I have loved all history (regional, local, national and international) since early childhood. But if three events inspired my interest in Welsh political protest and why I resolved to approach historical writing in an impartial and balanced manner, they are as follows:

In my early twenties, I learned that the water pipeline from Cwm Elan to Birmingham, at a point no more than five miles from my family home in Llandrindod, had been targeted by Welsh militants in 1952 and 1967.  I reacted with happy surprise, only to be mildly chastised by my mother because my father, at the time I was born a young PC, had routinely walked the Radnorshire section of the pipeline in search of explosive devices.  She explained that she had both feared for his safety and realised that should he be injured, or worse, she faced the prospect of bringing up three young boys on her own.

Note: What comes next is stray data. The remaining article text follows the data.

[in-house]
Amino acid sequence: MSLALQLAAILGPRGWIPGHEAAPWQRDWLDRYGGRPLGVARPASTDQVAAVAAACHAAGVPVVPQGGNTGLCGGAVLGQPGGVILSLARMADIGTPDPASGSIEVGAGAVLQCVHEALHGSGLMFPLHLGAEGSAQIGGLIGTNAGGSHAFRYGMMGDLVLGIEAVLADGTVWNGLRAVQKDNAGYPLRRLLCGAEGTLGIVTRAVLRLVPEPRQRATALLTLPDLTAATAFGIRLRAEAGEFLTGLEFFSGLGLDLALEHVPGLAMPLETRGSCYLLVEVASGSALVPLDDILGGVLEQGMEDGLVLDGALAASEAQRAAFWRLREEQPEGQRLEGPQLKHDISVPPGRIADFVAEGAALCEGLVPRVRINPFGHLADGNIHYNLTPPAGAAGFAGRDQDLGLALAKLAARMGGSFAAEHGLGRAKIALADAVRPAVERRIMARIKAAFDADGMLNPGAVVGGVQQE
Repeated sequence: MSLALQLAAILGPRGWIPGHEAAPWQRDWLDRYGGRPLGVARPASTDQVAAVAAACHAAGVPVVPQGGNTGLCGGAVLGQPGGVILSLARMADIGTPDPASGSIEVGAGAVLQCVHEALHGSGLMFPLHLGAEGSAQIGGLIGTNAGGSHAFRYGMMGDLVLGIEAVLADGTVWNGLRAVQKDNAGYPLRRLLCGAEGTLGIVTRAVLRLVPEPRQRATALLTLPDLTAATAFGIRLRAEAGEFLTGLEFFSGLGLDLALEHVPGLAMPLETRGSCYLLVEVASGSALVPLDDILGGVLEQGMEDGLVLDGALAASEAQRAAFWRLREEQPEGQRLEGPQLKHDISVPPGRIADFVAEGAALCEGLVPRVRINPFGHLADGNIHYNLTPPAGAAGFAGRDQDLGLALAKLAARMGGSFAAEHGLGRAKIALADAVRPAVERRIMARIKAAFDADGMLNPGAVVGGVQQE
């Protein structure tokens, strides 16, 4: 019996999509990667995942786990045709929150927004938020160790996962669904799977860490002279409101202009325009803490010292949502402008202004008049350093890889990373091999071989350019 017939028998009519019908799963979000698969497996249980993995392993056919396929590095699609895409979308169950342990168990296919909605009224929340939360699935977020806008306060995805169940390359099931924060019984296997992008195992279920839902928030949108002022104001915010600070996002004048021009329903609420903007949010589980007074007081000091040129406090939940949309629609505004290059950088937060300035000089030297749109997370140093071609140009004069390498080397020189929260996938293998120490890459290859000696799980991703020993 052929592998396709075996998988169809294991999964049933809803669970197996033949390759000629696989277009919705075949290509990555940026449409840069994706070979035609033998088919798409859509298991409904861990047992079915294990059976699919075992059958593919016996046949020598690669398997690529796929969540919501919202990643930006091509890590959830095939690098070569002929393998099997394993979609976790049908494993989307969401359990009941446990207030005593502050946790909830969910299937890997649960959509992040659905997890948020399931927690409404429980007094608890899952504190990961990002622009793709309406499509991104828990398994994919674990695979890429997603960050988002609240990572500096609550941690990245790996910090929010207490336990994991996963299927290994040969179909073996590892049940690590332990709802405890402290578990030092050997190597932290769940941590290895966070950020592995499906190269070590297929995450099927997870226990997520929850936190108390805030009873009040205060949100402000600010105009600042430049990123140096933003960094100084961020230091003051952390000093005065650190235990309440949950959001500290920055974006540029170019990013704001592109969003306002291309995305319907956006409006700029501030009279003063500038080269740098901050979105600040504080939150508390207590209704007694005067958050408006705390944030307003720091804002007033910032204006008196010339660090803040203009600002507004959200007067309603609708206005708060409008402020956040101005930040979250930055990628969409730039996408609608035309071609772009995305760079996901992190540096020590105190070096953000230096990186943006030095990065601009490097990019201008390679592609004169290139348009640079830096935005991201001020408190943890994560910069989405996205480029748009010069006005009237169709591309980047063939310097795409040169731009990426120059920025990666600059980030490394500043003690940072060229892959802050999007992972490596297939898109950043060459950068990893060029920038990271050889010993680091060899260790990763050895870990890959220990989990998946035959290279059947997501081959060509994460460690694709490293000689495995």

During my childhood, I spent periods during the school holidays on my grandparents’ farm in mid-Wales.  On one occasion, when aged nine or so, my grandmother and I were looking out of the kitchen window across to the hill opposite, when she spoke fearfully that her home might be targeted for flooding.  Although my grandparents’ farm had not been directly targeted, her statement – or so I later came to understand – was in response to the proposal by the River Severn Authority, a few years previously, to flood Cwm Dulas near Pant-y-dwr (some 12 miles away from the farm).  She implored me: ‘Don’t let it happen here’.  It was, or what I perceived to be, her sense of bewilderment, sadness and helplessness, which instilled in me a belief that Wales and its people needed to be protected from injustice.  (I briefly address the River Severn Authority’s proposal, and the Cwm Dulas Defence Committee’s successful campaign, in Chapter 3 of Tryweryn: A New Dawn?).

Embarking on a period of global backpacking in my twenties, having been told that the undertaking would dilute my Welsh nationalism, I returned home even more convinced of Wales’ unique cultural identity and its own ‘special place’ in the world.